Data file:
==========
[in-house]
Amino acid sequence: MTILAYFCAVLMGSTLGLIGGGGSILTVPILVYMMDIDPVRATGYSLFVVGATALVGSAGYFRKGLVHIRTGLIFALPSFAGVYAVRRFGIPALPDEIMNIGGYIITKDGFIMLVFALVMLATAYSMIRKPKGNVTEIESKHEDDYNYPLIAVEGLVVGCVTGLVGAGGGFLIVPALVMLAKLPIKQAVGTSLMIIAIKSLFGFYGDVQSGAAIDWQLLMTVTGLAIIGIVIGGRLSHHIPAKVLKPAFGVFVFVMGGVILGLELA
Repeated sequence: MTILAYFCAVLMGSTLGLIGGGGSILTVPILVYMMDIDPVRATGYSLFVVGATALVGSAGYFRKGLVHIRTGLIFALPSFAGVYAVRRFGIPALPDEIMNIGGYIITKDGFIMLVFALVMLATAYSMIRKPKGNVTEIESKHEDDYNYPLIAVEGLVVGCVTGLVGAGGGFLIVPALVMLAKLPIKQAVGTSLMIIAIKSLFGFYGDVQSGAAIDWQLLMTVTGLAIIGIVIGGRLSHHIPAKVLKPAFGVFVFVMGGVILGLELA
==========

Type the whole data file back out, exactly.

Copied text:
[in-house]
Amino acid sequence: MTILAYFCAVLMGSTLGLIGGGGSILTVPILVYMMDIDPVRATGYSLFVVGATALVGSAGYFRKGLVHIRTGLIFALPSFAGVYAVRRFGIPALPDEIMNIGGYIITKDGFIMLVFALVMLATAYSMIRKPKGNVTEIESKHEDDYNYPLIAVEGLVVGCVTGLVGAGGGFLIVPALVMLAKLPIKQAVGTSLMIIAIKSLFGFYGDVQSGAAIDWQLLMTVTGLAIIGIVIGGRLSHHIPAKVLKPAFGVFVFVMGGVILGLELA
Repeated sequence: MTILAYFCAVLMGSTLGLIGGGGSILTVPILVYMMDIDPVRATGYSLFVVGATALVGSAGYFRKGLVHIRTGLIFALPSFAGVYAVRRFGIPALPDEIMNIGGYIITKDGFIMLVFALVMLATAYSMIRKPKGNVTEIESKHEDDYNYPLIAVEGLVVGCVTGLVGAGGGFLIVPALVMLAKLPIKQAVGTSLMIIAIKSLFGFYGDVQSGAAIDWQLLMTVTGLAIIGIVIGGRLSHHIPAKVLKPAFGVFVFVMGGVILGLELA